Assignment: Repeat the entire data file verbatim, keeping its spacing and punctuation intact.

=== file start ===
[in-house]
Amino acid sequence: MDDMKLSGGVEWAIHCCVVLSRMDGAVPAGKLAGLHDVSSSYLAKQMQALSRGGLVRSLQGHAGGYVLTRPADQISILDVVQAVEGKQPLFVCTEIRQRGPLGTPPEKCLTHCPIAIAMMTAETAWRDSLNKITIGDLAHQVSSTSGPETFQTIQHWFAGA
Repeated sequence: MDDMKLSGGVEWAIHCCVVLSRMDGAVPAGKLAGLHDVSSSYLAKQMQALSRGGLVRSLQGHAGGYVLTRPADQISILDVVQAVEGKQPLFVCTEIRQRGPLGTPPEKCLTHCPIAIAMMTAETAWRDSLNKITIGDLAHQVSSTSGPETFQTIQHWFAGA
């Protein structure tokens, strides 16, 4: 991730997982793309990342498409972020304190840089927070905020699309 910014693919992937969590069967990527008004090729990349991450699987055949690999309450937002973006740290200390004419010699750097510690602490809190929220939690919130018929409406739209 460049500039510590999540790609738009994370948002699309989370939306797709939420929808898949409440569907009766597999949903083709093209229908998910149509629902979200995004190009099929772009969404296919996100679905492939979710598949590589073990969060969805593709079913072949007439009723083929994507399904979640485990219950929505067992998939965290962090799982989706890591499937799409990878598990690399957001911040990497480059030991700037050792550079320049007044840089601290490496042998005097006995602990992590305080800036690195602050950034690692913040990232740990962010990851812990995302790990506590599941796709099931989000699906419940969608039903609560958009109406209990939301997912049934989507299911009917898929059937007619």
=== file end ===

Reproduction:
[in-house]
Amino acid sequence: MDDMKLSGGVEWAIHCCVVLSRMDGAVPAGKLAGLHDVSSSYLAKQMQALSRGGLVRSLQGHAGGYVLTRPADQISILDVVQAVEGKQPLFVCTEIRQRGPLGTPPEKCLTHCPIAIAMMTAETAWRDSLNKITIGDLAHQVSSTSGPETFQTIQHWFAGA
Repeated sequence: MDDMKLSGGVEWAIHCCVVLSRMDGAVPAGKLAGLHDVSSSYLAKQMQALSRGGLVRSLQGHAGGYVLTRPADQISILDVVQAVEGKQPLFVCTEIRQRGPLGTPPEKCLTHCPIAIAMMTAETAWRDSLNKITIGDLAHQVSSTSGPETFQTIQHWFAGA
């Protein structure tokens, strides 16, 4: 991730997982793309990342498409972020304190840089927070905020699309 910014693919992937969590069967990527008004090729990349991450699987055949690999309450937002973006740290200390004419010699750097510690602490809190929220939690919130018929409406739209 460049500039510590999540790609738009994370948002699309989370939306797709939420929808898949409440569907009766597999949903083709093209229908998910149509629902979200995004190009099929772009969404296919996100679905492939979710598949590589073990969060969805593709079913072949007439009723083929994507399904979640485990219950929505067992998939965290962090799982989706890591499937799409990878598990690399957001911040990497480059030991700037050792550079320049007044840089601290490496042998005097006995602990992590305080800036690195602050950034690692913040990232740990962010990851812990995302790990506590599941796709099931989000699906419940969608039903609560958009109406209990939301997912049934989507299911009917898929059937007619």